The concept of maritime security involves layered security with organisations like maritime police, coast guard and the navy having their areas of responsibility. Apart from the layered security, certain selected high risk installations like ports and dockyards have perimeter security. Raytheon’s view is that banking solely on perimeter security can be effective but it is always an expensive approach. It is thus better for a port to provide some local security, but also rely on national security in the territorial waters and the EEZ, and even security beyond the EEZ. Perimeter security by itself limits flexibility, reduces the time to react to critical threats and perhaps most importantly, restricts the efficient flow of activity into and out of the port. In a similar way, some maritime nations take a perimeter approach to maritime security, looking at every vessel within the territorial waters and ignoring every vessel outside. A more adaptable security method is to push the concepts of security as far from the maritime nation as possible, even to the ports of debarkation of commercial vessels calling on Indian ports. Maritime border expansion is both cheaper and more effective.

Components of Maritime Border Expansion: There are four components of maritime border expansion which are as follows:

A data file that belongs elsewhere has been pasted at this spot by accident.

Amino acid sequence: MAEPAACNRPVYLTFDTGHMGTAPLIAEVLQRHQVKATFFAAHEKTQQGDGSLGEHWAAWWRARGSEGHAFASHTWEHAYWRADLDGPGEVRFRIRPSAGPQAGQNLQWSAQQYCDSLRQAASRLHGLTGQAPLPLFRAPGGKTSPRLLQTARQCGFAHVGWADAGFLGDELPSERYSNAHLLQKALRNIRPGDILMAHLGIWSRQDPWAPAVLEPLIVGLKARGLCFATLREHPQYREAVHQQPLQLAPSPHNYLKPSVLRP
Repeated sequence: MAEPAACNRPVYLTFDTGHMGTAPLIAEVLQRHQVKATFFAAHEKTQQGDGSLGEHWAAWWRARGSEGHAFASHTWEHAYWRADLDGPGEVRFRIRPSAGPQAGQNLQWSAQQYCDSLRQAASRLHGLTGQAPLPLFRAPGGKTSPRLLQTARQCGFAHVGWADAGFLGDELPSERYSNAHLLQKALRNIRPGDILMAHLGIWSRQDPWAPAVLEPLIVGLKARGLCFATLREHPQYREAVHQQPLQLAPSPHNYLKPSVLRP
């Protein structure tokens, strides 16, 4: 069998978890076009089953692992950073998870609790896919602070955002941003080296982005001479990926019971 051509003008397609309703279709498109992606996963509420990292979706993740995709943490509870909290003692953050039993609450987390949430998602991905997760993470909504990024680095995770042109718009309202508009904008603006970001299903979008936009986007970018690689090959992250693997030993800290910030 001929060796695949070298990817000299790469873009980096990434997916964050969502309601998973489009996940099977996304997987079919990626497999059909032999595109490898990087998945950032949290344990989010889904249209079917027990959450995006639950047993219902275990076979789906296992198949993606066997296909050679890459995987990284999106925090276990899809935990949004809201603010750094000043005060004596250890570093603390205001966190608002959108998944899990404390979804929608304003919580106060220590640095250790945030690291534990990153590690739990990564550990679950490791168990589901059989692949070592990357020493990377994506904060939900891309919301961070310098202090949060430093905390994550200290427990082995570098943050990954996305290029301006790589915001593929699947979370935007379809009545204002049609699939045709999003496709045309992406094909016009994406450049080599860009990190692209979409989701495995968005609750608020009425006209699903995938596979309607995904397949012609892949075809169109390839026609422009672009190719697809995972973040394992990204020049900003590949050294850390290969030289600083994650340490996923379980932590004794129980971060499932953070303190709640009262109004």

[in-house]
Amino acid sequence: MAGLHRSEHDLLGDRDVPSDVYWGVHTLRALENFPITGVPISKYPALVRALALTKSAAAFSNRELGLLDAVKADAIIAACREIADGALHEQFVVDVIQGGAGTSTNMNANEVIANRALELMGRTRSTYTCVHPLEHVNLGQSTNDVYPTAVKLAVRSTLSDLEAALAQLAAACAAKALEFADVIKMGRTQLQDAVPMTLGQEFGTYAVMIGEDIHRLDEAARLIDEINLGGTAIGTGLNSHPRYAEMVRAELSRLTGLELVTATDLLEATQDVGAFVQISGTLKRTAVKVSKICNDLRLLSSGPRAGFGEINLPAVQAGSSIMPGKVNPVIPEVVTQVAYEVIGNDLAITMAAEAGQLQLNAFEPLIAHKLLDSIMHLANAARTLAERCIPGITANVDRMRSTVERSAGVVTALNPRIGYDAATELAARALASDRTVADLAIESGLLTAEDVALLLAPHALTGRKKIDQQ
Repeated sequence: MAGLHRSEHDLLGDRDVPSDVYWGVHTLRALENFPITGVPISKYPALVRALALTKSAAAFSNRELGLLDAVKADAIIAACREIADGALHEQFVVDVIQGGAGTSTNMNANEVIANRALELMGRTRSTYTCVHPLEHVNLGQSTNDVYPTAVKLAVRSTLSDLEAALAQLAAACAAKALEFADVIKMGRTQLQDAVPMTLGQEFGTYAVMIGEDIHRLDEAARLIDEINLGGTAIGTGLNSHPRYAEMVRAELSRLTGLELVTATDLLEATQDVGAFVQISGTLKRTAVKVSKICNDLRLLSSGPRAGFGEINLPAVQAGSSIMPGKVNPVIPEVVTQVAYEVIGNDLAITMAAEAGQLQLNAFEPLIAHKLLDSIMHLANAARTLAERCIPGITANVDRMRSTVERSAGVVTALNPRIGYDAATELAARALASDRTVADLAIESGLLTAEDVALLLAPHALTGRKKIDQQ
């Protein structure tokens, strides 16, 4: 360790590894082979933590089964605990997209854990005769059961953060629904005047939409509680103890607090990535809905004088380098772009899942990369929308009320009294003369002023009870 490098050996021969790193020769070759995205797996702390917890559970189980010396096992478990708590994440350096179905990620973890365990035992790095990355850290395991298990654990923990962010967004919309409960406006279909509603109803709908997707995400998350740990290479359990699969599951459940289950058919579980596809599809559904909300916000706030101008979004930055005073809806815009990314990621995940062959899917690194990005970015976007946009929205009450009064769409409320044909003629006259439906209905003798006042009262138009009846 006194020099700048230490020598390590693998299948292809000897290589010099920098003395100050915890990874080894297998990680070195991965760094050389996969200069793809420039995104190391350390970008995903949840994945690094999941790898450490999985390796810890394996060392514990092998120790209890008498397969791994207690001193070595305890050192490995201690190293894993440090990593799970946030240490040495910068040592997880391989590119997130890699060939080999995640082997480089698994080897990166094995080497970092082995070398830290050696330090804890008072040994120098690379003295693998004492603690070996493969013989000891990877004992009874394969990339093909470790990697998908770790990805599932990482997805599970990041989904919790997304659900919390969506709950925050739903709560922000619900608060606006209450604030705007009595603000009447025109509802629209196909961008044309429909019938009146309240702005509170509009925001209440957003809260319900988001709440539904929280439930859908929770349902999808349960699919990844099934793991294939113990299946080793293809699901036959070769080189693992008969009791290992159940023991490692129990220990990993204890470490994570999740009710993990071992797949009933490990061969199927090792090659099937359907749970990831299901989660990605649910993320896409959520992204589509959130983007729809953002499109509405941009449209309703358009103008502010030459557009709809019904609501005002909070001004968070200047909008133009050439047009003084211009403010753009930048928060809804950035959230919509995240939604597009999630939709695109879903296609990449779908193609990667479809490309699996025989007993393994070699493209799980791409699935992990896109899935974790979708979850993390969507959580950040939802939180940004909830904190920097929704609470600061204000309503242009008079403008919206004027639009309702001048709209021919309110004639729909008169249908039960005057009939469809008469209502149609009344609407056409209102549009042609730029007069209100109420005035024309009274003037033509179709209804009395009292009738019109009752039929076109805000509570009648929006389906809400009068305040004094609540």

• Management and integration of multiple information sources.
  • Long-range and coastal sensors.
  • Command and control systems, with alerts, warnings and analytics.
  • Effective response which is a critical component.

Information as a Security Tool

Security begins with the capture of the wealth of information available from legitimate vessels operating in the world. The requirements of automated information system (AIS) and long-range information tracking provide maritime nations information about activity off their coasts, out to 1,000 miles (1,600 km).


One of the most critical components of effective maritime security is sensors, which need to detect the threat at a sufficient distance to allow adequate reaction time for an effective response. Radar is a critical sensor tool for surveillance which can be mounted on mobile or fixed platforms having varied ranges. They can also be mounted on aircraft which provide maximum flexibility. Fixed systems such as Raytheon’s high frequency surface wave radar provide detection at great distances persistently, but have a significant physical footprint. Coastal radar systems provide excellent surveillance but are limited in range; and depending on the coastal topography, critical gaps in coverage can occur. Thus the best solution for a maritime security is to have a mix of fixed and mobile radar surveillance systems. As a radar cannot carry out identification, cameras are required for this task. Current camera technology allows for ever increasing distances and for weather independent operations.